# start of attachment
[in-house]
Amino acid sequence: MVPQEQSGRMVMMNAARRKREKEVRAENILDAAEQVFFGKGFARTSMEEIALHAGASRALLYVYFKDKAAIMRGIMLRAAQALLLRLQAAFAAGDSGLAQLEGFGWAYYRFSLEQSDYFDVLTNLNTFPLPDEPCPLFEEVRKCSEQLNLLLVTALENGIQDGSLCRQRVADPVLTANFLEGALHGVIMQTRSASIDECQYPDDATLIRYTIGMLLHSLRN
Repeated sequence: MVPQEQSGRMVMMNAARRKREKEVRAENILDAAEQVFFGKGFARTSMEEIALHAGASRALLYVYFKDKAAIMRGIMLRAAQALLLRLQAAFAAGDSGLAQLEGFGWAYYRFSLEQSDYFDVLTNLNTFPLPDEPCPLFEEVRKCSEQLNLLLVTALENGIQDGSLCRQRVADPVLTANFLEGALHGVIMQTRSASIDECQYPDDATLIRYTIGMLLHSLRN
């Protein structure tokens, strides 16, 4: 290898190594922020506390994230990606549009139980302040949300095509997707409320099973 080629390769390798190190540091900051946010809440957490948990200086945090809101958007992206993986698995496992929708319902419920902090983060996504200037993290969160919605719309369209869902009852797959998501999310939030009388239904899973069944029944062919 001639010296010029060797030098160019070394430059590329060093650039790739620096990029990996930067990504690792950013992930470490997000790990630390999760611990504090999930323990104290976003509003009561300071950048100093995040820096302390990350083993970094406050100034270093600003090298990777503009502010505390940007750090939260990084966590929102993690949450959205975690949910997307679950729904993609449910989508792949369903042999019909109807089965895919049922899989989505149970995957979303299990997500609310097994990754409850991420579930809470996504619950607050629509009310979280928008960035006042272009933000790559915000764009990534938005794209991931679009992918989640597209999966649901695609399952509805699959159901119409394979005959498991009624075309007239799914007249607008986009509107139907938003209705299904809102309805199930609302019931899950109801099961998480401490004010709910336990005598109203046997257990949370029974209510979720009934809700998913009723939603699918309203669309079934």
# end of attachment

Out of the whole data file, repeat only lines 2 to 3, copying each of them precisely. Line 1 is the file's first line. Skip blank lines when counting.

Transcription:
Amino acid sequence: MVPQEQSGRMVMMNAARRKREKEVRAENILDAAEQVFFGKGFARTSMEEIALHAGASRALLYVYFKDKAAIMRGIMLRAAQALLLRLQAAFAAGDSGLAQLEGFGWAYYRFSLEQSDYFDVLTNLNTFPLPDEPCPLFEEVRKCSEQLNLLLVTALENGIQDGSLCRQRVADPVLTANFLEGALHGVIMQTRSASIDECQYPDDATLIRYTIGMLLHSLRN
Repeated sequence: MVPQEQSGRMVMMNAARRKREKEVRAENILDAAEQVFFGKGFARTSMEEIALHAGASRALLYVYFKDKAAIMRGIMLRAAQALLLRLQAAFAAGDSGLAQLEGFGWAYYRFSLEQSDYFDVLTNLNTFPLPDEPCPLFEEVRKCSEQLNLLLVTALENGIQDGSLCRQRVADPVLTANFLEGALHGVIMQTRSASIDECQYPDDATLIRYTIGMLLHSLRN